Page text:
Tuesday, January 1, 2013

2013: New Year, New You from New York City!

Image courtesy of eventa.co.uk
Well the good news is we're already one step ahead! We made it to 2013 (apparently the Mayans weren't as prophetic as we thought)! Phew.

So now that things are back to business as usual, it's time to get on with the business of resolutions. If you're like most people, your resolutions probably involve some sort of weight loss goal. You're not alone. Many Americans will jump on the diet bandwagon, most likely in the form of a fad diet, a diet promising instant results so you can fit into that bathing suit you wore in college.

I'm here to save you the trouble. You can thank me later.

The word diet is confusing. On one hand, it refers to a way of eating, a pattern often dictated by culture. On the other end of the spectrum, a diet can refer to a restrictive way of eating in hopes of dropping a few pounds. Here's the problem with looking at diets in this restrictive way. Are you ready for this? Are you sitting down?

They don't work.

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It doesn't take a genius to figure this out. The statistics speak for themselves - almost 95% of all people who lose weight through dieting gain the weight back within 1-5 years, with many gaining back more weight than they started with. Here's why...

Your body is smart. It's meant to survive. It instinctively knows how to do that. When you begin to drastically restrict your caloric intake, your body goes into survival mode by slowing your metabolism. The more you cut back, the more your metabolism slows. It's a nasty catch-22, making it nearly impossible to lose weight and keep it off permanently. You know as well as I do that it's already hard enough to stick to a diet! Intense caloric restriction just makes it that much harder because as your metabolism slows, you have to eat less and less to keep losing weight. Talk about discouraging.

In addition to metabolism issues, many fad diets specifically lack the nutrients that your body needs to function properly, support your weight loss efforts and maintain your health. Just take the high protein diets for example. Many people lose weight eating in this way, but the consequence in packing your body with so much protein (and lots of animal protein at that, which is extremely high in saturated fat) is a sharp increase in your cholesterol, which could lead to heart disease or stroke. In addition, consuming too much protein puts a major strain on the kidneys, making you much more susceptible to kidney disease. Your body needs carbohydrates, and when you're restricting this important part of your diet, you're losing important vitamins, minerals, fiber and antioxidants.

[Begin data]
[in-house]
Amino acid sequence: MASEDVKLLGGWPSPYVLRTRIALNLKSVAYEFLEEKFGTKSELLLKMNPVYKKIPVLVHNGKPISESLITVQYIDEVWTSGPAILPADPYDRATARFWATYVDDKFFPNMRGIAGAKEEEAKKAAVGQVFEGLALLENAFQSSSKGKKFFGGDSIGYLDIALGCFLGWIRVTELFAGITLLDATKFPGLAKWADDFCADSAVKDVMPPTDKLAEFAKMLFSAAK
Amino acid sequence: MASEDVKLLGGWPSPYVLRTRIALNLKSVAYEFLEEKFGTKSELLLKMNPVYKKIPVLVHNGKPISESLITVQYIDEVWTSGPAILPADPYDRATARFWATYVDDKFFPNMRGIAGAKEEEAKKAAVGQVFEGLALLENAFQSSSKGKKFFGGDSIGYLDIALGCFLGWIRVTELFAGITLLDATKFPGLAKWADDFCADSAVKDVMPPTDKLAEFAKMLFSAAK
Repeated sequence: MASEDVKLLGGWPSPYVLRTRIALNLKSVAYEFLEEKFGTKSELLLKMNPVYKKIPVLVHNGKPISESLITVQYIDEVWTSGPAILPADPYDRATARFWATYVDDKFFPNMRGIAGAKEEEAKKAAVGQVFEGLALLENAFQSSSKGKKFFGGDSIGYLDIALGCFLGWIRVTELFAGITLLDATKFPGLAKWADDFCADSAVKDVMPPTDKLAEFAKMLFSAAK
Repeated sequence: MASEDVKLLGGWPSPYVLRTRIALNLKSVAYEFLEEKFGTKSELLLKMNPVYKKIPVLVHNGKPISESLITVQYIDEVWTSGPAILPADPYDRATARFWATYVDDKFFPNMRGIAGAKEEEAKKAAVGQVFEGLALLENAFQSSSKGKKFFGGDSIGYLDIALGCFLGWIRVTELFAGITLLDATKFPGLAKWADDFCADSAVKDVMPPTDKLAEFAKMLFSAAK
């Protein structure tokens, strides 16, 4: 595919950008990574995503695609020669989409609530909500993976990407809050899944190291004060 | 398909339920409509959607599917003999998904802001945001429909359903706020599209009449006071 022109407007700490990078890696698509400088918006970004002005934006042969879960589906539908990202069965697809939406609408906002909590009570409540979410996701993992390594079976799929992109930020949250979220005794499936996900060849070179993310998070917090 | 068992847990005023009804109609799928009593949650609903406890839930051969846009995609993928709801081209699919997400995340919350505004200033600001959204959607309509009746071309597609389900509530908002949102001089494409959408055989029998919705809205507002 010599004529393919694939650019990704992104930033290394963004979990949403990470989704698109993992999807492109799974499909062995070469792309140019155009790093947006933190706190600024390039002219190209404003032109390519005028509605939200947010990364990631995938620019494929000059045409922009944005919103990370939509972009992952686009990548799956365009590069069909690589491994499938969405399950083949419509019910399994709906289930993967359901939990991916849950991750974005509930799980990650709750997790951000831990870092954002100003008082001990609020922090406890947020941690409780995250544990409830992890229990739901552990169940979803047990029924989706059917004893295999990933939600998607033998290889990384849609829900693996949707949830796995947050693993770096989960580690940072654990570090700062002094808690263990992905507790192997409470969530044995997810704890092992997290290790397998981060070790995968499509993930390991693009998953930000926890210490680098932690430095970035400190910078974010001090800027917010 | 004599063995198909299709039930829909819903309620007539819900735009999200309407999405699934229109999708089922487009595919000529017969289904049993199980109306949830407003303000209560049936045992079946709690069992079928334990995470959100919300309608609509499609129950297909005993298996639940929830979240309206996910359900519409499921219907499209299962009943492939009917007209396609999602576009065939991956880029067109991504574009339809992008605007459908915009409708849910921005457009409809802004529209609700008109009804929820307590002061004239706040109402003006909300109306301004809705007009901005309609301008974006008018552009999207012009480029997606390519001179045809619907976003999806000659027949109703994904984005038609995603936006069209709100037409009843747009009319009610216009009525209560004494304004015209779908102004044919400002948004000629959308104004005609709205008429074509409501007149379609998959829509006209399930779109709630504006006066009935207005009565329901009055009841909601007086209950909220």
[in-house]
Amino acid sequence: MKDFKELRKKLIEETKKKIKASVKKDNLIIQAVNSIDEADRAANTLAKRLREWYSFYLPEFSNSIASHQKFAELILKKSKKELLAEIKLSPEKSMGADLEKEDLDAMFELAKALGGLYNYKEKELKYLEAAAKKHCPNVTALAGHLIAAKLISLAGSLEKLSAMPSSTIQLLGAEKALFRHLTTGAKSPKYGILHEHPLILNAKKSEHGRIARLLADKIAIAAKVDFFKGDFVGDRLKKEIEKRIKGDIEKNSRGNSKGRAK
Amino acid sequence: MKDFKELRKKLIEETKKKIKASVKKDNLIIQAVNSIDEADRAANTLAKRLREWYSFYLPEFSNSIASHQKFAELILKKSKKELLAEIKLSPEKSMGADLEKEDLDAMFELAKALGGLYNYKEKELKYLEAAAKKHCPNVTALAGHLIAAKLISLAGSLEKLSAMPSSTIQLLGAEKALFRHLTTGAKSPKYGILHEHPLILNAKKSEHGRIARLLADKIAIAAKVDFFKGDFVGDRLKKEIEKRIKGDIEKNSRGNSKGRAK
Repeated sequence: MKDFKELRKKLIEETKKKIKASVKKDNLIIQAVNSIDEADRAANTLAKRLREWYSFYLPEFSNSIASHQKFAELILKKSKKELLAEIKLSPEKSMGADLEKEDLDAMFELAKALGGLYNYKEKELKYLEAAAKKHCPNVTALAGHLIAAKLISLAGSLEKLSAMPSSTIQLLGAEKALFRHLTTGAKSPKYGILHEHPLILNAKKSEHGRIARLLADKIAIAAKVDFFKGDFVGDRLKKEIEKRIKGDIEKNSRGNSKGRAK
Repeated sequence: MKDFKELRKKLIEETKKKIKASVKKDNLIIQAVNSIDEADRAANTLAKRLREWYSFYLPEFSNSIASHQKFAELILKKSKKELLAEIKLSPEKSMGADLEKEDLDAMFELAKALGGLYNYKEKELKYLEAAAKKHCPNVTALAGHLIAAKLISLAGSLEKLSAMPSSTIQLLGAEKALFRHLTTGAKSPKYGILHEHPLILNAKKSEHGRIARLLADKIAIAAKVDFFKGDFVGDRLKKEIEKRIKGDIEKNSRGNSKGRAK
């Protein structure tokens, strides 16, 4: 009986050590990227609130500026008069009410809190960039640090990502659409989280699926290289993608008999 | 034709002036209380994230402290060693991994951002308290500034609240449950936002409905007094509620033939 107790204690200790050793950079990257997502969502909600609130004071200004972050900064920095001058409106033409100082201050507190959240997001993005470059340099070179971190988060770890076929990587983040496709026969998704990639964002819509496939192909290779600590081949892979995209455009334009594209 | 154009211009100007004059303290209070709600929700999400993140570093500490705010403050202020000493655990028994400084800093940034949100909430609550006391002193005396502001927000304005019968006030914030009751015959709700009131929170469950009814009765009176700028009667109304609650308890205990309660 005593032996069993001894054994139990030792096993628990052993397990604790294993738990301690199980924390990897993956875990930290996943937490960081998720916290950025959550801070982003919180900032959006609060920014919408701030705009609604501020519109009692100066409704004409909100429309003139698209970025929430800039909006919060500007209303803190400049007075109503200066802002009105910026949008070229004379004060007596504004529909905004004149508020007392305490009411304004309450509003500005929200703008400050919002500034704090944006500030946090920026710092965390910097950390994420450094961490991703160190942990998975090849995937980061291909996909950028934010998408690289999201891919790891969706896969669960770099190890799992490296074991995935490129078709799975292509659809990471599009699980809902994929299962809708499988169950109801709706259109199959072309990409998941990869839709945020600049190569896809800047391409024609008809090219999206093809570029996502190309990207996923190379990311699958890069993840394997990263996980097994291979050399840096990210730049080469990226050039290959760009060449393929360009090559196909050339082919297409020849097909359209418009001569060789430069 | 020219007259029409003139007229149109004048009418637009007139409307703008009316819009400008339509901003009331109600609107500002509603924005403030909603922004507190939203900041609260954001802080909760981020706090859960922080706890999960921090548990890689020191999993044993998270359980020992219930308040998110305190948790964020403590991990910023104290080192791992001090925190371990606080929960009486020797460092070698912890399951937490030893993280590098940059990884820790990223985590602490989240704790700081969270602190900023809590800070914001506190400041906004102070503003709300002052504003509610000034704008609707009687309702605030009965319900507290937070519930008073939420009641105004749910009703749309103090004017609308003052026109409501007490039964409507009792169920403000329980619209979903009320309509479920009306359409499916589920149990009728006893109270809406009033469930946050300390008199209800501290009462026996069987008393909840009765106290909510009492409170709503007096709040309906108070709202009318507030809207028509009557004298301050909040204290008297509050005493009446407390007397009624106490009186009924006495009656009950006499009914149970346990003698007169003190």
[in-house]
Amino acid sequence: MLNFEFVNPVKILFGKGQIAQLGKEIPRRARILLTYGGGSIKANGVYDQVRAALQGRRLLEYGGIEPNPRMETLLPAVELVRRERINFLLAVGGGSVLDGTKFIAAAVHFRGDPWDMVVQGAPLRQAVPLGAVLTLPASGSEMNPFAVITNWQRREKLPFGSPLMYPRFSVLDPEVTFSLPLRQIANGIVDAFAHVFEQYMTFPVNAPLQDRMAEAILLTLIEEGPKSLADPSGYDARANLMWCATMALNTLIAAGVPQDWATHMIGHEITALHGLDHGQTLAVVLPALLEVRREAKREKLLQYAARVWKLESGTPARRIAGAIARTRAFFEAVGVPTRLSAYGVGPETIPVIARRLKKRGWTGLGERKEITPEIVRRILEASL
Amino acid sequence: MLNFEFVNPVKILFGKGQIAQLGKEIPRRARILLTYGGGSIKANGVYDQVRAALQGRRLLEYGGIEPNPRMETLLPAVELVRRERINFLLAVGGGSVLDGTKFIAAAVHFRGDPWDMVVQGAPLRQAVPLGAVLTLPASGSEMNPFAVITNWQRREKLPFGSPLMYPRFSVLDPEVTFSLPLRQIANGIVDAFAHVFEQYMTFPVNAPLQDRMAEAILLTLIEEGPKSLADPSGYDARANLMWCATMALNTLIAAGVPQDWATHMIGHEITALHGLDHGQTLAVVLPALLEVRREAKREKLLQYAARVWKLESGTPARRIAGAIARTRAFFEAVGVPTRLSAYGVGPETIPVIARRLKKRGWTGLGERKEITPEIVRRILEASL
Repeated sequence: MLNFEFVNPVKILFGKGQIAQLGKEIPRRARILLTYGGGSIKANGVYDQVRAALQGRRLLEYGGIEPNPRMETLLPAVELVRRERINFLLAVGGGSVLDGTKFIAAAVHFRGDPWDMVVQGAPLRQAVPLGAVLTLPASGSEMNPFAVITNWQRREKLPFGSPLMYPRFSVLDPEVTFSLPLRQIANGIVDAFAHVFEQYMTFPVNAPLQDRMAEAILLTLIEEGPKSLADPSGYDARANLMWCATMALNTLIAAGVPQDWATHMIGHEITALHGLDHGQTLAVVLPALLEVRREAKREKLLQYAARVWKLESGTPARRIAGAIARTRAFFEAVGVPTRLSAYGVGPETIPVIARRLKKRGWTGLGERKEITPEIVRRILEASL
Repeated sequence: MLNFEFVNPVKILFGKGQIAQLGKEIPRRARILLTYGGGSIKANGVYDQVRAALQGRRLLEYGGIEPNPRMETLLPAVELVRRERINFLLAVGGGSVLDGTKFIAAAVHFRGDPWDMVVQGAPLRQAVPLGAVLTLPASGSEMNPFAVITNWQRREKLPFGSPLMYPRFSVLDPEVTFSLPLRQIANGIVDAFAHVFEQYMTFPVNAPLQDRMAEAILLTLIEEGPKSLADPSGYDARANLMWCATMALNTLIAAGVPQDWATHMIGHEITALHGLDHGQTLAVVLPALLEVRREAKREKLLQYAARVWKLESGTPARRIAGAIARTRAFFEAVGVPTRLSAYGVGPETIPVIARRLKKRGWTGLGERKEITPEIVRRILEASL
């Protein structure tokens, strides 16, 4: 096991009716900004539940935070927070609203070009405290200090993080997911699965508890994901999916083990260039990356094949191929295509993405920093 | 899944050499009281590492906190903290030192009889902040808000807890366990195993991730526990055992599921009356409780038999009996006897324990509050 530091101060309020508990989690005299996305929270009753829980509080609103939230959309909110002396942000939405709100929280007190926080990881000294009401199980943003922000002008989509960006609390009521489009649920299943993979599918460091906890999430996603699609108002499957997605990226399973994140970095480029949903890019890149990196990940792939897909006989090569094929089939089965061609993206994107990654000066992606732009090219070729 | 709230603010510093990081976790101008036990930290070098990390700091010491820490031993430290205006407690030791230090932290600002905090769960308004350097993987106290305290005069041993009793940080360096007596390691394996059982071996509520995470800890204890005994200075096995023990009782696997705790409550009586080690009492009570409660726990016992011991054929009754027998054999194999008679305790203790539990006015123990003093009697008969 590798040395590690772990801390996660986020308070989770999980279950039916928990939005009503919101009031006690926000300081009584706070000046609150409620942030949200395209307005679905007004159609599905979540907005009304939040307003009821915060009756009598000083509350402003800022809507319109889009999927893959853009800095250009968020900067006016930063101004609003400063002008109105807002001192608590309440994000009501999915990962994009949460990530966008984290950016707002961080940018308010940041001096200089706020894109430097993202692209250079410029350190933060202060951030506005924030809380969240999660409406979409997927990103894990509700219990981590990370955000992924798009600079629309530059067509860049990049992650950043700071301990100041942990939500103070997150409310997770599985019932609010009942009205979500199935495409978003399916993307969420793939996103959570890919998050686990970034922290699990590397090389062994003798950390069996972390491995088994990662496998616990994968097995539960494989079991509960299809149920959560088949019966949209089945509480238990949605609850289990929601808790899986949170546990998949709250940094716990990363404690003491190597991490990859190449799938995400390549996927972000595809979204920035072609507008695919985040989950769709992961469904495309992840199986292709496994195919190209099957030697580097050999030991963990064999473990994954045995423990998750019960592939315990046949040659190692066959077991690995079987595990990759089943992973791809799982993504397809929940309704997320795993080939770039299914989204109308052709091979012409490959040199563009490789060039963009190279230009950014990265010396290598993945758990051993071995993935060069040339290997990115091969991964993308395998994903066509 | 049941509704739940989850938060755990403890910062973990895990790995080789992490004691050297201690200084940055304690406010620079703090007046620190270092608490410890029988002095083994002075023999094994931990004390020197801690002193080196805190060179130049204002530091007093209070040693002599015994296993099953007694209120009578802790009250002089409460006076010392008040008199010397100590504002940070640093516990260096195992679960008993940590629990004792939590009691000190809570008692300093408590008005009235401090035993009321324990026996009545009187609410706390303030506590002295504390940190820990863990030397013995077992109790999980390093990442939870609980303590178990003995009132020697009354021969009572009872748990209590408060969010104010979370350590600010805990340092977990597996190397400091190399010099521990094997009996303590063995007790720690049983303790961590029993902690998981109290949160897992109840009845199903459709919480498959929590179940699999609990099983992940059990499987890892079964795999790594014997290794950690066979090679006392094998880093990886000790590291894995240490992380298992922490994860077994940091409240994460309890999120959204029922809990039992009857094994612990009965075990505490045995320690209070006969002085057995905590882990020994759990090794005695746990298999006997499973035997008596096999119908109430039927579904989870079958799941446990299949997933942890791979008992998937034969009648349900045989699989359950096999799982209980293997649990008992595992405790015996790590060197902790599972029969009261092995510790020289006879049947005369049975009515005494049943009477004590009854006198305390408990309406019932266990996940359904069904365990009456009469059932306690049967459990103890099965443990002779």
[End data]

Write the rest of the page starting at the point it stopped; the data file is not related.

Most people look at their New Year's diet as a short-term action plan. They hold to a particular way of eating until the weight is lost, then 'wa lah!' they are right back to their old patterns of eating. If you had high cholesterol and took medication to lower it, would you just discontinue using the medication as soon as your cholesterol came down? Probably not! Your cholesterol improved for a reason - because you took your medicine every day. The same goes for a diet. Instead of looking to a fad diet for a quick, short-term fix, being to think of your diet as a long-term, sustainable, healthy eating plan for life - a plan that makes you feel good, satisfies you and keeps your body in tip-top shape.

You only get one body, and it's your job to take care of it. When you start to treat your body like you would your child - feeding it, nurturing it, making sure it gets the rest and care it deserves  - you will automatically begin to see the changes you desire in your waistline, not to mention drastic changes in your energy levels and well-being.

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Instead of going the fad diet route, I encourage you to explore the concept of 'crowding out'. Instead of telling yourself you 'can't have this/can't have that', focus on what you CAN have. Start to 'crowd out' your temptations with things that are good for you. A great place to start would be eating one big salad per day. This is a simple goal. If you make room for one big salad every day, I guarantee you won't have room for all the other calorie-dense foods that you're accustomed to eating. As you adopt this one simple addition on a daily basis, your taste buds will begin to change and so will your cravings. Your body knows what's good for it and when given the chance, it will begin to crave healthy options like it's instinctively wired to do. Fruits and vegetables are low in calories, but very filling due to their fiber content. I'll bet that you can eat much more of them without ever coming close to your previous caloric intake. Why eat less when you could eat more?

Whether your goal is to eat a salad every day or just to add a side of vegetables to every meal, your resolution for the new year should center around nutrition, not weight loss. When you feed your body the proper things, your body will do you one better and reward you with the physique you spent years trying to attain through fad diets and the empty promises behind them.

Let your resolution this year be to nourish your body through nutritious eating and daily physical activity. It's as simple as that!

Happy New Year from New York City!

Oh...and P.S. If you need help reaching your weight loss, nutrition or healthy living goals in the new year, I am a student at the Institute for Integrative Nutrition, and I will be officially accepting clients in April. Please feel free to email me at laurenyarbrough@gmail.com to inquire about my services.

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